I have to agree with Trypsin
music for me is music that moves me or speaks to me in some other way, and it must last, this is just a consequence of what 'good' means to me. Also, this usually means that some fine craftsmanship is involved, to the extent that it the result seems effortless but isn't.
But I don't expect that absolute value judgments on the quality of music are possible.
My expectations of music are very different from someone else's, my taste is shaped by my personality and past musical experiences, things that I may find thrilling or sophisticated may be dull or trivial to the next person.
I have discovered some constants in my own musical taste. Labels (such as musical genres) don't interest me much, because I've found good music in nearly all genres or styles, so I've been trying to find more 'internal' musical features by which to describe my own musical taste and preferences. I'm rather in the dark here, and a degree in musicology would help here as it would provide a terminology and a descriptive framework, but I'm not at all sure to what extent they will actually cover the things I value in music. But some of the things I've discovered are fairly trivial rules, recipes or gimmicks (e.g.: 'use a jumpy bass line against floating high harmonies') and these I'm sure have proper musicological characterizations.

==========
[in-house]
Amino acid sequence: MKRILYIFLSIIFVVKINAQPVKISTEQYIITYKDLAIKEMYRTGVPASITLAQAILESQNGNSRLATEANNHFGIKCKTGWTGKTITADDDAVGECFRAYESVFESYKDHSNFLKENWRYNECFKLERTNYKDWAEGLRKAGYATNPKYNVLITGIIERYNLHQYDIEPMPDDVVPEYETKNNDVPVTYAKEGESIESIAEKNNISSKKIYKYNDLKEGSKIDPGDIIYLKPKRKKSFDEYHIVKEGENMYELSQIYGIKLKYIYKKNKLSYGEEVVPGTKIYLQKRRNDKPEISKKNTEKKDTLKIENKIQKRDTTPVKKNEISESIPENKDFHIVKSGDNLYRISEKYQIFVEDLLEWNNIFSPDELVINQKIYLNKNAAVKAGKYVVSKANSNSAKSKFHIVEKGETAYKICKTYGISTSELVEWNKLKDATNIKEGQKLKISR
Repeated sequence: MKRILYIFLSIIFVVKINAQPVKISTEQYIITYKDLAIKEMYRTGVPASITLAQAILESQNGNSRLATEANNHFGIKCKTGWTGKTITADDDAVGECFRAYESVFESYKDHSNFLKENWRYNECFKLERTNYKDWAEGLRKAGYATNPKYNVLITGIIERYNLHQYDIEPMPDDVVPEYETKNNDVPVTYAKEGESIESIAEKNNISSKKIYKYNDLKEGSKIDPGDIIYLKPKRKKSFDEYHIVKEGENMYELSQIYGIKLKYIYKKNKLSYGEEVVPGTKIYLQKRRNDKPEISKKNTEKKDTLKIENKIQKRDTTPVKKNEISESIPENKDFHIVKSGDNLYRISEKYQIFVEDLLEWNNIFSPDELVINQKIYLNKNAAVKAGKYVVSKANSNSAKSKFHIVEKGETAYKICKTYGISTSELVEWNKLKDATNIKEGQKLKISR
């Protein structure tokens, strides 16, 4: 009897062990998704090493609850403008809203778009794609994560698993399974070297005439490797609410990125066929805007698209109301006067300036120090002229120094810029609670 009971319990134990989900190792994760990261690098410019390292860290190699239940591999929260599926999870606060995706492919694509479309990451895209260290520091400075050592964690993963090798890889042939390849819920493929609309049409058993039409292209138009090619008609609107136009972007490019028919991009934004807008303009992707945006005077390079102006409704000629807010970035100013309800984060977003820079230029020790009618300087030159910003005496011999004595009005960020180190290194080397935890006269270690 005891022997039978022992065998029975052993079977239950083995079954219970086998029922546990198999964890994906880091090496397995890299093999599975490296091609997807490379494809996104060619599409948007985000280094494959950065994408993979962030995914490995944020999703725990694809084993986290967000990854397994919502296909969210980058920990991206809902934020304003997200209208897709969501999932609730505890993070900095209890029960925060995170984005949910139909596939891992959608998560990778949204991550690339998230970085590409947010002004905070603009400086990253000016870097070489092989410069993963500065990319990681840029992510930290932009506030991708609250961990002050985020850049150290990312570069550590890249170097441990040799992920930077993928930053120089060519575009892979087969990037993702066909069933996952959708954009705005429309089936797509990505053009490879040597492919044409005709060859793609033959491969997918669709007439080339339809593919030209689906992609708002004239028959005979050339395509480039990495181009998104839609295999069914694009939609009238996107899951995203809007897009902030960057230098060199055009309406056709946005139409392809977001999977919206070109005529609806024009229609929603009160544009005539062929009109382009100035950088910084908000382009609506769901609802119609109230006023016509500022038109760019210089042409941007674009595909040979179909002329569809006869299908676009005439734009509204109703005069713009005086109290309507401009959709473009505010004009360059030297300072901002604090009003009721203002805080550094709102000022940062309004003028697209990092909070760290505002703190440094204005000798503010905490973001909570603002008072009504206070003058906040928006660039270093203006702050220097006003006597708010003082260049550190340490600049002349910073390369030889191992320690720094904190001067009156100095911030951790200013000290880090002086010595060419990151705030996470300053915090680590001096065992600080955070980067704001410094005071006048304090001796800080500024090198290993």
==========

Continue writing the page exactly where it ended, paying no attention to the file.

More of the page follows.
The reason I'm interested in in my own musical taste is simple: music is very important to me. If I could develop some good ways of finding good music without too much effort (having to wade through weeks and weeks of garbage) my life would have more quality. Having some objective measures of my own taste would help here. But it's difficult. I've found that reviews and other descriptions of music, even when they are objective, serious and well-intended, rarely tell me whether the music is worth listening to. And I couldn't mention a single album that is great music all through, even when some of my favourite music is on it.
I'm not ruling out the possibility that an objective description of my own musical taste doesn't exist at all. My reasons for appreciating a piece of music may well depend on other factors than the music itself to such an extent
that apart from a few heuristics nothing sensible can be said about it. If this is true, it is impossible to 'search' for good music, because the quality judgment is formed by how you arrive at it. The jury is still in on this, ladies and gentlemen.